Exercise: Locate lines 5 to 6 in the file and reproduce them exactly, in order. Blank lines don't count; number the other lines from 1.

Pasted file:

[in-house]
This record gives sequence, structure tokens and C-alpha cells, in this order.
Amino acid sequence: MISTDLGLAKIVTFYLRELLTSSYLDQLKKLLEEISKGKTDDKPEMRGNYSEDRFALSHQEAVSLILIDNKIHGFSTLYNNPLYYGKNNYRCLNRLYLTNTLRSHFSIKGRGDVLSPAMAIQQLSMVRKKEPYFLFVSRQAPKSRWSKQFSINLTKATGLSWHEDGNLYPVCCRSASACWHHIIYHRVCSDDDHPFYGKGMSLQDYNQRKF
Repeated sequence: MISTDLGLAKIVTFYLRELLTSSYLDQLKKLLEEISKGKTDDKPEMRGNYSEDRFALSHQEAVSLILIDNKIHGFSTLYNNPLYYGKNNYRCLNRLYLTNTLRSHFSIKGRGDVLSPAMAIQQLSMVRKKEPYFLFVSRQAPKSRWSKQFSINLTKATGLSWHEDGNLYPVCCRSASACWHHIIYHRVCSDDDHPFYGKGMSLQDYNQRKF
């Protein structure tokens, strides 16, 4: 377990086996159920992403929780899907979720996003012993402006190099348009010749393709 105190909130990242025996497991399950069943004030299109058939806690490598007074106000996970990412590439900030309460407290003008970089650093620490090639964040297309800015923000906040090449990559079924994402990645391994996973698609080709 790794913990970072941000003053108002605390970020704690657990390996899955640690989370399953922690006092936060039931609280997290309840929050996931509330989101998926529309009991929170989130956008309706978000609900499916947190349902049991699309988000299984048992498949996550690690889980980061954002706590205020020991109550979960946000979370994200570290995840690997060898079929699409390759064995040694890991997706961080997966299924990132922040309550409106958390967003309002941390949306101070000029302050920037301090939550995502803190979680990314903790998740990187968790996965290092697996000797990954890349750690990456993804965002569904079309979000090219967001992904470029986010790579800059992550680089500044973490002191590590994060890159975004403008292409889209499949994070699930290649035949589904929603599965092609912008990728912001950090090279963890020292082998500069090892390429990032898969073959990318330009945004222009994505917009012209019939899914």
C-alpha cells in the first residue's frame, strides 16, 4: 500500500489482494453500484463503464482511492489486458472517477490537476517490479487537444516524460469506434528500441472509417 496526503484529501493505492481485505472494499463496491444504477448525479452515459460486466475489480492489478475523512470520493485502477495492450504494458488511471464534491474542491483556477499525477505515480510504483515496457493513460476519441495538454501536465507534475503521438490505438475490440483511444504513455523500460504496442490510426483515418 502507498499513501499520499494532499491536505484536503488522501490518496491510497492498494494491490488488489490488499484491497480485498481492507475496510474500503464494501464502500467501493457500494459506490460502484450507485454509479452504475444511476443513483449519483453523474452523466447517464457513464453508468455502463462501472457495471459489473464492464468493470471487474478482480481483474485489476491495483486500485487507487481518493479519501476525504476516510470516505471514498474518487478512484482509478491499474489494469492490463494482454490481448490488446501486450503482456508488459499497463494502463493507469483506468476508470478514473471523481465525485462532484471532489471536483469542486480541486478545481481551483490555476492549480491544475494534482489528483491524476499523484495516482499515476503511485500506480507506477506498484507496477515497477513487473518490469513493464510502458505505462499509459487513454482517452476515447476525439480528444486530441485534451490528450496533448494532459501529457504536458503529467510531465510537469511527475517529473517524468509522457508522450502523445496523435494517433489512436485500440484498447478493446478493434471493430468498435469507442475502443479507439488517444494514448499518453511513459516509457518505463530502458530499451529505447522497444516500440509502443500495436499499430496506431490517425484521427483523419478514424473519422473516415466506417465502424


């Protein structure tokens, strides 16, 4: 377990086996159920992403929780899907979720996003012993402006190099348009010749393709 105190909130990242025996497991399950069943004030299109058939806690490598007074106000996970990412590439900030309460407290003008970089650093620490090639964040297309800015923000906040090449990559079924994402990645391994996973698609080709 790794913990970072941000003053108002605390970020704690657990390996899955640690989370399953922690006092936060039931609280997290309840929050996931509330989101998926529309009991929170989130956008309706978000609900499916947190349902049991699309988000299984048992498949996550690690889980980061954002706590205020020991109550979960946000979370994200570290995840690997060898079929699409390759064995040694890991997706961080997966299924990132922040309550409106958390967003309002941390949306101070000029302050920037301090939550995502803190979680990314903790998740990187968790996965290092697996000797990954890349750690990456993804965002569904079309979000090219967001992904470029986010790579800059992550680089500044973490002191590590994060890159975004403008292409889209499949994070699930290649035949589904929603599965092609912008990728912001950090090279963890020292082998500069090892390429990032898969073959990318330009945004222009994505917009012209019939899914």
C-alpha cells in the first residue's frame, strides 16, 4: 500500500489482494453500484463503464482511492489486458472517477490537476517490479487537444516524460469506434528500441472509417 496526503484529501493505492481485505472494499463496491444504477448525479452515459460486466475489480492489478475523512470520493485502477495492450504494458488511471464534491474542491483556477499525477505515480510504483515496457493513460476519441495538454501536465507534475503521438490505438475490440483511444504513455523500460504496442490510426483515418 502507498499513501499520499494532499491536505484536503488522501490518496491510497492498494494491490488488489490488499484491497480485498481492507475496510474500503464494501464502500467501493457500494459506490460502484450507485454509479452504475444511476443513483449519483453523474452523466447517464457513464453508468455502463462501472457495471459489473464492464468493470471487474478482480481483474485489476491495483486500485487507487481518493479519501476525504476516510470516505471514498474518487478512484482509478491499474489494469492490463494482454490481448490488446501486450503482456508488459499497463494502463493507469483506468476508470478514473471523481465525485462532484471532489471536483469542486480541486478545481481551483490555476492549480491544475494534482489528483491524476499523484495516482499515476503511485500506480507506477506498484507496477515497477513487473518490469513493464510502458505505462499509459487513454482517452476515447476525439480528444486530441485534451490528450496533448494532459501529457504536458503529467510531465510537469511527475517529473517524468509522457508522450502523445496523435494517433489512436485500440484498447478493446478493434471493430468498435469507442475502443479507439488517444494514448499518453511513459516509457518505463530502458530499451529505447522497444516500440509502443500495436499499430496506431490517425484521427483523419478514424473519422473516415466506417465502424